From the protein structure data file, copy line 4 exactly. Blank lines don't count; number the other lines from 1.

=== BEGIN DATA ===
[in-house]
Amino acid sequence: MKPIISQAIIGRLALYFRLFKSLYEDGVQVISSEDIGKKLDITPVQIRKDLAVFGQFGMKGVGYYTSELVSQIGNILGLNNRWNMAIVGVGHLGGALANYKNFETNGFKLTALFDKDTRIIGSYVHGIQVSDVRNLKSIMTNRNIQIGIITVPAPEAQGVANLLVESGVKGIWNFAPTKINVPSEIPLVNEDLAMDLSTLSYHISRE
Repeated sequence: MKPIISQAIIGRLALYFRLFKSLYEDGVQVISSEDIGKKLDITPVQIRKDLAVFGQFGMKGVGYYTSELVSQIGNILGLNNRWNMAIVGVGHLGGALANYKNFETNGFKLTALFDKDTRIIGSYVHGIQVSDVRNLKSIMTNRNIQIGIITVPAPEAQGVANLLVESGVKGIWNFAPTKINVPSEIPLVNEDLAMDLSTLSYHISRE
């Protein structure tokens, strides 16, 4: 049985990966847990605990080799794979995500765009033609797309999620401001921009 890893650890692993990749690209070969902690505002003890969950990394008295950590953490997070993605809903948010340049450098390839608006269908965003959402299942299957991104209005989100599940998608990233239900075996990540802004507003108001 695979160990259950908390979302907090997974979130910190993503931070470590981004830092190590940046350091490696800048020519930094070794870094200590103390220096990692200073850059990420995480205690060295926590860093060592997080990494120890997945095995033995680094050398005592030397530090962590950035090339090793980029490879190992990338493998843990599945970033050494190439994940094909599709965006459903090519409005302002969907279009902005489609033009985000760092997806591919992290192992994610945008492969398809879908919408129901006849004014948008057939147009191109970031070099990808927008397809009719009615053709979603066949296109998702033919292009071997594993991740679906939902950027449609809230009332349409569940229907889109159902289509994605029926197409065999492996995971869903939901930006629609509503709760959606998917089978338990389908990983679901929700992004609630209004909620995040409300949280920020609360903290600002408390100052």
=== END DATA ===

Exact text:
């Protein structure tokens, strides 16, 4: 049985990966847990605990080799794979995500765009033609797309999620401001921009 890893650890692993990749690209070969902690505002003890969950990394008295950590953490997070993605809903948010340049450098390839608006269908965003959402299942299957991104209005989100599940998608990233239900075996990540802004507003108001 695979160990259950908390979302907090997974979130910190993503931070470590981004830092190590940046350091490696800048020519930094070794870094200590103390220096990692200073850059990420995480205690060295926590860093060592997080990494120890997945095995033995680094050398005592030397530090962590950035090339090793980029490879190992990338493998843990599945970033050494190439994940094909599709965006459903090519409005302002969907279009902005489609033009985000760092997806591919992290192992994610945008492969398809879908919408129901006849004014948008057939147009191109970031070099990808927008397809009719009615053709979603066949296109998702033919292009071997594993991740679906939902950027449609809230009332349409569940229907889109159902289509994605029926197409065999492996995971869903939901930006629609509503709760959606998917089978338990389908990983679901929700992004609630209004909620995040409300949280920020609360903290600002408390100052």